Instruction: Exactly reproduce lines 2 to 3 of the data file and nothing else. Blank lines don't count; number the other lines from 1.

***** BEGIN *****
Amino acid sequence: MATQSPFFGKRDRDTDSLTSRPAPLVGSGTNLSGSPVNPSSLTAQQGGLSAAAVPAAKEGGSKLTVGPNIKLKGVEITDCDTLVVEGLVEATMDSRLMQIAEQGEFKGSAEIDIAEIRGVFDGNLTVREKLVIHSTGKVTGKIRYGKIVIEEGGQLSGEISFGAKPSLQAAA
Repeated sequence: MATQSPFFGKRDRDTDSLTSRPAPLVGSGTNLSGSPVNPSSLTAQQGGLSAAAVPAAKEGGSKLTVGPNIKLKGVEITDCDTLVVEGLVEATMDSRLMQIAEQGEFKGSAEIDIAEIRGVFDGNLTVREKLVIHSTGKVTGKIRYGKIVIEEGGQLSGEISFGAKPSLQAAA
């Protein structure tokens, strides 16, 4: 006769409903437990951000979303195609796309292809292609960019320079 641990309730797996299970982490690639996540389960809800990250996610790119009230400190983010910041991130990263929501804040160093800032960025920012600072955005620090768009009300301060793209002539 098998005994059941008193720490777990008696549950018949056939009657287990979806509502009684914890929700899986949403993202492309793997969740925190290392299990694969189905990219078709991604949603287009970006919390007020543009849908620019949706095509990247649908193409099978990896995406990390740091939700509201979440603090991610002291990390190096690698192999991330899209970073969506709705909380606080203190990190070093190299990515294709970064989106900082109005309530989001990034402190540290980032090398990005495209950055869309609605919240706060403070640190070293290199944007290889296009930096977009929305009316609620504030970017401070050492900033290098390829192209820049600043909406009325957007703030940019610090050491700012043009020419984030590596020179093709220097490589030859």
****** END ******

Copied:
Repeated sequence: MATQSPFFGKRDRDTDSLTSRPAPLVGSGTNLSGSPVNPSSLTAQQGGLSAAAVPAAKEGGSKLTVGPNIKLKGVEITDCDTLVVEGLVEATMDSRLMQIAEQGEFKGSAEIDIAEIRGVFDGNLTVREKLVIHSTGKVTGKIRYGKIVIEEGGQLSGEISFGAKPSLQAAA
């Protein structure tokens, strides 16, 4: 006769409903437990951000979303195609796309292809292609960019320079 641990309730797996299970982490690639996540389960809800990250996610790119009230400190983010910041991130990263929501804040160093800032960025920012600072955005620090768009009300301060793209002539 098998005994059941008193720490777990008696549950018949056939009657287990979806509502009684914890929700899986949403993202492309793997969740925190290392299990694969189905990219078709991604949603287009970006919390007020543009849908620019949706095509990247649908193409099978990896995406990390740091939700509201979440603090991610002291990390190096690698192999991330899209970073969506709705909380606080203190990190070093190299990515294709970064989106900082109005309530989001990034402190540290980032090398990005495209950055869309609605919240706060403070640190070293290199944007290889296009930096977009929305009316609620504030970017401070050492900033290098390829192209820049600043909406009325957007703030940019610090050491700012043009020419984030590596020179093709220097490589030859």